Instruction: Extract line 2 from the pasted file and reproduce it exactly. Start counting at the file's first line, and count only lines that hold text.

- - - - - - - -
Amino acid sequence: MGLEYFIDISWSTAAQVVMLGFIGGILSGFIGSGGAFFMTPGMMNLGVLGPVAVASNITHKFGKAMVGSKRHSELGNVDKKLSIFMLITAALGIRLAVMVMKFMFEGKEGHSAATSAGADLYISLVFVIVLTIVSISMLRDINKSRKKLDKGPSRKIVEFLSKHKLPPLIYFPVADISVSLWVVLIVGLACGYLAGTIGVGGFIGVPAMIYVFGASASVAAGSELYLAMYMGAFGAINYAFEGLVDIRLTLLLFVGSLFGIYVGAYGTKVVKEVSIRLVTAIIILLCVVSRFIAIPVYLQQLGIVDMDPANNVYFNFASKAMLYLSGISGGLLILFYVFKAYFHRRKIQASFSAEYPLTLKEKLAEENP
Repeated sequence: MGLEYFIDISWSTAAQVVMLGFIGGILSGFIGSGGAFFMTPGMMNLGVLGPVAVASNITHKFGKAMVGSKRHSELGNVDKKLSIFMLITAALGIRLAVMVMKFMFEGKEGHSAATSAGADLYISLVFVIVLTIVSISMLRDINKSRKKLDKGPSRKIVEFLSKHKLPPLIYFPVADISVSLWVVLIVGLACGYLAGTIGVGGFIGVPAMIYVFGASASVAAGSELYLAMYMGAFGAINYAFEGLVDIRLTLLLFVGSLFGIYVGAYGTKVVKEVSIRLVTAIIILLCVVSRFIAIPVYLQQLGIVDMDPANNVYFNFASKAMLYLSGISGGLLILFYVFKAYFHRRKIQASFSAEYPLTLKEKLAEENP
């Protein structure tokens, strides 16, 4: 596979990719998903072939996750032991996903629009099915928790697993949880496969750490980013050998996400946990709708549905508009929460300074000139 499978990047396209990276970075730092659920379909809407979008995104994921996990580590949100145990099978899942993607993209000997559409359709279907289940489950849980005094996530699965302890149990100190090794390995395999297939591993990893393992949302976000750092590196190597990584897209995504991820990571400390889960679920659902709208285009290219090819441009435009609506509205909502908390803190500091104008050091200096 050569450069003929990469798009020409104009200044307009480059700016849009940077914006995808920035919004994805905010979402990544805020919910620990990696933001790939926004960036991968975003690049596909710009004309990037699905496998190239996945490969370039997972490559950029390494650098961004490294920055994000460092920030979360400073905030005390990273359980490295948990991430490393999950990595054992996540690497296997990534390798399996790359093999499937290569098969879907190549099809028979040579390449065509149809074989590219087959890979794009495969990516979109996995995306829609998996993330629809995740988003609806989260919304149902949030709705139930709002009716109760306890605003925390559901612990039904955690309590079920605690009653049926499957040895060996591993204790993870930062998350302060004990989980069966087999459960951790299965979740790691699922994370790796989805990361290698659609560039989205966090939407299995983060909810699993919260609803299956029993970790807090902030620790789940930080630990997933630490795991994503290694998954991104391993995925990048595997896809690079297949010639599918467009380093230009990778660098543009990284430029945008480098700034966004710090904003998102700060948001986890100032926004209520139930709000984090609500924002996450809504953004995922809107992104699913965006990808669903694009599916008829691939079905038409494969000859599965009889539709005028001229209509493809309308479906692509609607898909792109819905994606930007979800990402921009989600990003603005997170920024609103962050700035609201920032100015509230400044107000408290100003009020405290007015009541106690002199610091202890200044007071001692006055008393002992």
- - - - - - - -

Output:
Repeated sequence: MGLEYFIDISWSTAAQVVMLGFIGGILSGFIGSGGAFFMTPGMMNLGVLGPVAVASNITHKFGKAMVGSKRHSELGNVDKKLSIFMLITAALGIRLAVMVMKFMFEGKEGHSAATSAGADLYISLVFVIVLTIVSISMLRDINKSRKKLDKGPSRKIVEFLSKHKLPPLIYFPVADISVSLWVVLIVGLACGYLAGTIGVGGFIGVPAMIYVFGASASVAAGSELYLAMYMGAFGAINYAFEGLVDIRLTLLLFVGSLFGIYVGAYGTKVVKEVSIRLVTAIIILLCVVSRFIAIPVYLQQLGIVDMDPANNVYFNFASKAMLYLSGISGGLLILFYVFKAYFHRRKIQASFSAEYPLTLKEKLAEENP